Kayak on Elkhorn Slough
Kayak on Elkhorn Slough

I brought my new GoPro on its first outing onto the water. (I bought it this fall as a birthday present for myself, on the theory that I could use a good water-proof adventure camera now that I can see the ocean.) But I neglected to check that it was fully charged before I left, and I only managed to take a couple of pictures before the battery died completely. (I also decided that I needed to bring a carabiner to attach it to my life jacket so I could let go of it when I wasn't using it, then detach it and wave it about to get whatever pictures I wanted.)

Kayaking in Elkhorn Slough
Kayaking in Elkhorn Slough

The water was calm as I paddled towards the ocean, into the oncoming tide. The tide was high enough that most of the mud flats on the side of the slough had been inundated by water, but if I wasn't careful I'd find myself in six inches of water over the flat mud. This was enough water for my kayak to float, but it made paddling difficult until I found my way back to the main channel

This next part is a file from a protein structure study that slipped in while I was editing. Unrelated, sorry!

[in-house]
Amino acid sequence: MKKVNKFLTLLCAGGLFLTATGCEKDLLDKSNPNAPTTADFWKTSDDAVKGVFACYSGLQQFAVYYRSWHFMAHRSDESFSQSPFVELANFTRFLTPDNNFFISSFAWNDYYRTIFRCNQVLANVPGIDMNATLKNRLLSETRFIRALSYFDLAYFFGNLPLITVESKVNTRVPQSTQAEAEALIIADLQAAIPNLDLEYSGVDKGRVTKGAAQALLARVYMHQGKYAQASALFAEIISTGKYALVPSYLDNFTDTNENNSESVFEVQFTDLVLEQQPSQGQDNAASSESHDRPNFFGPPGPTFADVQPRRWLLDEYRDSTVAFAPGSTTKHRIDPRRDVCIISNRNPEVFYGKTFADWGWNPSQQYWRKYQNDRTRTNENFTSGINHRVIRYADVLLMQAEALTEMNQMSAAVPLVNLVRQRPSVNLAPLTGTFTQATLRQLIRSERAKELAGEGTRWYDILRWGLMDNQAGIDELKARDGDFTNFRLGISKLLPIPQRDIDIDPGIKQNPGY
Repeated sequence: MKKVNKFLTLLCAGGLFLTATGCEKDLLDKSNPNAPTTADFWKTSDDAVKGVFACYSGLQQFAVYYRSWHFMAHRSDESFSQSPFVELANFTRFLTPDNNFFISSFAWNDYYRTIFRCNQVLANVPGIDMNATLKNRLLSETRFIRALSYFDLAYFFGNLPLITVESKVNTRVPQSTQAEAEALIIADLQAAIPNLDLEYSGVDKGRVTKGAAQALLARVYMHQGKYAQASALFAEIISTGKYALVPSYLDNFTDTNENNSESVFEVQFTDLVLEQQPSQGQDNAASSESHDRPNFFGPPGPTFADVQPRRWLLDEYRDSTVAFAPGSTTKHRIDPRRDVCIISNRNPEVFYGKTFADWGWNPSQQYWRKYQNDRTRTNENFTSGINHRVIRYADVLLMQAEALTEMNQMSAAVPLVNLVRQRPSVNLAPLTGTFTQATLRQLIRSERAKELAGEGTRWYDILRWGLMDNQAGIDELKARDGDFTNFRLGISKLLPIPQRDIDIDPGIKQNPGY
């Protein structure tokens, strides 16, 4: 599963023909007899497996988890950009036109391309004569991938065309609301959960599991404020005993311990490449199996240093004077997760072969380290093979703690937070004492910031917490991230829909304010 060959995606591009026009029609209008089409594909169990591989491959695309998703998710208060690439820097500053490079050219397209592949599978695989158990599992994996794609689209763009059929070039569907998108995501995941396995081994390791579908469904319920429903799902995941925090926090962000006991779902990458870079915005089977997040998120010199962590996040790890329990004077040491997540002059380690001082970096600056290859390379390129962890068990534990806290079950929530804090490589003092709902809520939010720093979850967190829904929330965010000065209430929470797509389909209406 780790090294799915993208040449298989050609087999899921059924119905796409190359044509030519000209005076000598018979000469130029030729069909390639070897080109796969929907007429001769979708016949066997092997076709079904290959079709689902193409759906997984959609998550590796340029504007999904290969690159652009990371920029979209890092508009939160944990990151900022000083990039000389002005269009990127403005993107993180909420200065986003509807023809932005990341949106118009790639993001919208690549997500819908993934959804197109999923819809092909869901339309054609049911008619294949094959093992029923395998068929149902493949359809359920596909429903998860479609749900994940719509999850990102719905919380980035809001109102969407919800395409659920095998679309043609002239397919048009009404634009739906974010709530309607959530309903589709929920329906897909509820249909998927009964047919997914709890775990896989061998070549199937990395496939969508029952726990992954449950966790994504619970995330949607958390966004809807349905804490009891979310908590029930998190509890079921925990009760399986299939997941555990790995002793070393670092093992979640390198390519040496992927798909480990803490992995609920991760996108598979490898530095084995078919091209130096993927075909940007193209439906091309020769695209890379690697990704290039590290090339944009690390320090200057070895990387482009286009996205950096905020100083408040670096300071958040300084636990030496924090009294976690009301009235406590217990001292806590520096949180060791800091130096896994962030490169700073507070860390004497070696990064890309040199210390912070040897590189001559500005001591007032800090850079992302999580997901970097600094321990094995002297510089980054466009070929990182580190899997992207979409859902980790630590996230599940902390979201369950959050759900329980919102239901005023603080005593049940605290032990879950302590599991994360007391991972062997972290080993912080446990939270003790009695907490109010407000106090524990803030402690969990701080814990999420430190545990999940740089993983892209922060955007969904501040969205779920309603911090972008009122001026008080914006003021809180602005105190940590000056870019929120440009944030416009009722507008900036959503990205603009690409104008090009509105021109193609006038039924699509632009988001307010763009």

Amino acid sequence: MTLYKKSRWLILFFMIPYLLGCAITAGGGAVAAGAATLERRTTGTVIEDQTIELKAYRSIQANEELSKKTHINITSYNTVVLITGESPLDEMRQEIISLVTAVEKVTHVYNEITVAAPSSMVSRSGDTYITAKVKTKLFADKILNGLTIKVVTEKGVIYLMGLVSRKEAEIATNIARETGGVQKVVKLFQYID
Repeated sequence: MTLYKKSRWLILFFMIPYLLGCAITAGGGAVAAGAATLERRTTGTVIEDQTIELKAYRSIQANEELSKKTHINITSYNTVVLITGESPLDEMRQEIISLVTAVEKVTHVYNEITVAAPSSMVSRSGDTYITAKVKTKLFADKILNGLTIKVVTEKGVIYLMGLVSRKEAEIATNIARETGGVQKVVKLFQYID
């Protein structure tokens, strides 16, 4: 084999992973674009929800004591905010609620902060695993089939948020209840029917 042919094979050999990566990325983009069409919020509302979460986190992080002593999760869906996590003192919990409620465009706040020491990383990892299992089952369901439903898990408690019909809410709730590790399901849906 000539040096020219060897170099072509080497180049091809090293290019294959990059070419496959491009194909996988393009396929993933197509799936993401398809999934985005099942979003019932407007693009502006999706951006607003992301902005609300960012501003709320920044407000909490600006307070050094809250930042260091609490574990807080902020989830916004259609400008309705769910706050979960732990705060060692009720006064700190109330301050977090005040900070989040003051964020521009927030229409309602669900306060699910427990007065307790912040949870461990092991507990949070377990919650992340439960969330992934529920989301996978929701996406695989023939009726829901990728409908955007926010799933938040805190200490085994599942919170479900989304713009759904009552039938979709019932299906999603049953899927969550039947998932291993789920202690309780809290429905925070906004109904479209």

There were birds everywhere, but with only wide-angle lenses at my disposal it was hard to get a good picture of them. I saw sandpipers and seagulls and pelicans and (maybe) terns, standing in the mud, swimming in the water, diving for fish, and soaring overhead. My favorite were the pelicans, soaring overhead on broad wings, then swiveling their massive beaks downwards in flight (like the droop nose on the Concorde) to look for fish in the water, and diving noisily into the water. I was impressed by how the pelicans flew when they weren't fishing, with their fat bellies a few inches above the perfectly-still water, clearly relying on ground effect to fly more efficiently, then climbing a few inches when they needed to flap their wings again.

Birds congregating on Elkhorn Slough
Birds congregating on Elkhorn Slough

I also saw sea otters in the water, lounging on their backs with their paws resting on their bellies, swimming against the current with their powerful real flippers, looking kind of like wet cats that had somehow developed an affinity for water. (They were far enough away that it was useless to try to photograph them with the equipment I had.)

Kayak on Eklhorn Slough approaching Moss Landing Power Plant